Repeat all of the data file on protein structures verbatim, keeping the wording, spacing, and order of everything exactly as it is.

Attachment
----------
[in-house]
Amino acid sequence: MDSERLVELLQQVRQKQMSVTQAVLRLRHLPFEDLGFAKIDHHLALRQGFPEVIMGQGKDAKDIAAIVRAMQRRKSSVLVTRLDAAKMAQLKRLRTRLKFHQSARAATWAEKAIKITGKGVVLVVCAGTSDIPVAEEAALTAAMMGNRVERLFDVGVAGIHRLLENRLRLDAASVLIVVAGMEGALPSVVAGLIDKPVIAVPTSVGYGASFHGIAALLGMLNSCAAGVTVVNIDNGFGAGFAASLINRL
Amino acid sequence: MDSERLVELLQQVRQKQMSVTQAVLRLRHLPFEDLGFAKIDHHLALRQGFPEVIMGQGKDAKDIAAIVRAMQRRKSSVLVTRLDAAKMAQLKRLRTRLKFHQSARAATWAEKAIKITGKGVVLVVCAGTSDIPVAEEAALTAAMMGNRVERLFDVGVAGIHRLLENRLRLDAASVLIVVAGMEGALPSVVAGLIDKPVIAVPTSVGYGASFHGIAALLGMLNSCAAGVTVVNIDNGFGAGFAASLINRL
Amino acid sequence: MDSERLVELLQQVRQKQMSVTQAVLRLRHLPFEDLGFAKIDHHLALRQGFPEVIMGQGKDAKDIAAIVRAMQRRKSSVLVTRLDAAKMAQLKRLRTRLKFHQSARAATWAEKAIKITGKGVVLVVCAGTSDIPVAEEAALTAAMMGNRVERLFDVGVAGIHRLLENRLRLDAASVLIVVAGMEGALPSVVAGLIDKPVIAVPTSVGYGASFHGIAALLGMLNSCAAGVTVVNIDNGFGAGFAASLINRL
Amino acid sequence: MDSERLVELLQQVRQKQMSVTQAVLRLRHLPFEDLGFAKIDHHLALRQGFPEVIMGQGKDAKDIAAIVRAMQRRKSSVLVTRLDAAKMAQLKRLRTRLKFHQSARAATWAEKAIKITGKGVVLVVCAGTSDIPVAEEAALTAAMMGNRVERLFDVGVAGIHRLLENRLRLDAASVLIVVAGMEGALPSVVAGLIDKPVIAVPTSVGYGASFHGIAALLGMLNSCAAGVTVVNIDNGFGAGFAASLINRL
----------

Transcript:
[in-house]
Amino acid sequence: MDSERLVELLQQVRQKQMSVTQAVLRLRHLPFEDLGFAKIDHHLALRQGFPEVIMGQGKDAKDIAAIVRAMQRRKSSVLVTRLDAAKMAQLKRLRTRLKFHQSARAATWAEKAIKITGKGVVLVVCAGTSDIPVAEEAALTAAMMGNRVERLFDVGVAGIHRLLENRLRLDAASVLIVVAGMEGALPSVVAGLIDKPVIAVPTSVGYGASFHGIAALLGMLNSCAAGVTVVNIDNGFGAGFAASLINRL
Amino acid sequence: MDSERLVELLQQVRQKQMSVTQAVLRLRHLPFEDLGFAKIDHHLALRQGFPEVIMGQGKDAKDIAAIVRAMQRRKSSVLVTRLDAAKMAQLKRLRTRLKFHQSARAATWAEKAIKITGKGVVLVVCAGTSDIPVAEEAALTAAMMGNRVERLFDVGVAGIHRLLENRLRLDAASVLIVVAGMEGALPSVVAGLIDKPVIAVPTSVGYGASFHGIAALLGMLNSCAAGVTVVNIDNGFGAGFAASLINRL
Amino acid sequence: MDSERLVELLQQVRQKQMSVTQAVLRLRHLPFEDLGFAKIDHHLALRQGFPEVIMGQGKDAKDIAAIVRAMQRRKSSVLVTRLDAAKMAQLKRLRTRLKFHQSARAATWAEKAIKITGKGVVLVVCAGTSDIPVAEEAALTAAMMGNRVERLFDVGVAGIHRLLENRLRLDAASVLIVVAGMEGALPSVVAGLIDKPVIAVPTSVGYGASFHGIAALLGMLNSCAAGVTVVNIDNGFGAGFAASLINRL
Amino acid sequence: MDSERLVELLQQVRQKQMSVTQAVLRLRHLPFEDLGFAKIDHHLALRQGFPEVIMGQGKDAKDIAAIVRAMQRRKSSVLVTRLDAAKMAQLKRLRTRLKFHQSARAATWAEKAIKITGKGVVLVVCAGTSDIPVAEEAALTAAMMGNRVERLFDVGVAGIHRLLENRLRLDAASVLIVVAGMEGALPSVVAGLIDKPVIAVPTSVGYGASFHGIAALLGMLNSCAAGVTVVNIDNGFGAGFAASLINRL